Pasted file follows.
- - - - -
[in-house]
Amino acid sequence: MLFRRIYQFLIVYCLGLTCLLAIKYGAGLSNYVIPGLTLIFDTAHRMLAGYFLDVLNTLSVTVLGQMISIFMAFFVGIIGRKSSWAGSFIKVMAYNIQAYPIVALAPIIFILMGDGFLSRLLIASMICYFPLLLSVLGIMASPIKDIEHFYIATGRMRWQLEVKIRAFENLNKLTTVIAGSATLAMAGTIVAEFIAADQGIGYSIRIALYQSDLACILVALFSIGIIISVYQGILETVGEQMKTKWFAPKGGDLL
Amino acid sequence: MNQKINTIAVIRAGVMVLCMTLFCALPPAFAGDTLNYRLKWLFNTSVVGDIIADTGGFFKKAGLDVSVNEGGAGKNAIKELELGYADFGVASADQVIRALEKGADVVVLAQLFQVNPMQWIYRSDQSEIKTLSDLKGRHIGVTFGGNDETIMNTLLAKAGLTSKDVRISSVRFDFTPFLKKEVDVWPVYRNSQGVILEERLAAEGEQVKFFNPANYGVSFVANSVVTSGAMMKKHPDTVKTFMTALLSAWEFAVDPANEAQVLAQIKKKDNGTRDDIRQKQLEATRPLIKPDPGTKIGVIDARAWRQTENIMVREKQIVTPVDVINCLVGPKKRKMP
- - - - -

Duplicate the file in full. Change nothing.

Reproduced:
[in-house]
Amino acid sequence: MLFRRIYQFLIVYCLGLTCLLAIKYGAGLSNYVIPGLTLIFDTAHRMLAGYFLDVLNTLSVTVLGQMISIFMAFFVGIIGRKSSWAGSFIKVMAYNIQAYPIVALAPIIFILMGDGFLSRLLIASMICYFPLLLSVLGIMASPIKDIEHFYIATGRMRWQLEVKIRAFENLNKLTTVIAGSATLAMAGTIVAEFIAADQGIGYSIRIALYQSDLACILVALFSIGIIISVYQGILETVGEQMKTKWFAPKGGDLL
Amino acid sequence: MNQKINTIAVIRAGVMVLCMTLFCALPPAFAGDTLNYRLKWLFNTSVVGDIIADTGGFFKKAGLDVSVNEGGAGKNAIKELELGYADFGVASADQVIRALEKGADVVVLAQLFQVNPMQWIYRSDQSEIKTLSDLKGRHIGVTFGGNDETIMNTLLAKAGLTSKDVRISSVRFDFTPFLKKEVDVWPVYRNSQGVILEERLAAEGEQVKFFNPANYGVSFVANSVVTSGAMMKKHPDTVKTFMTALLSAWEFAVDPANEAQVLAQIKKKDNGTRDDIRQKQLEATRPLIKPDPGTKIGVIDARAWRQTENIMVREKQIVTPVDVINCLVGPKKRKMP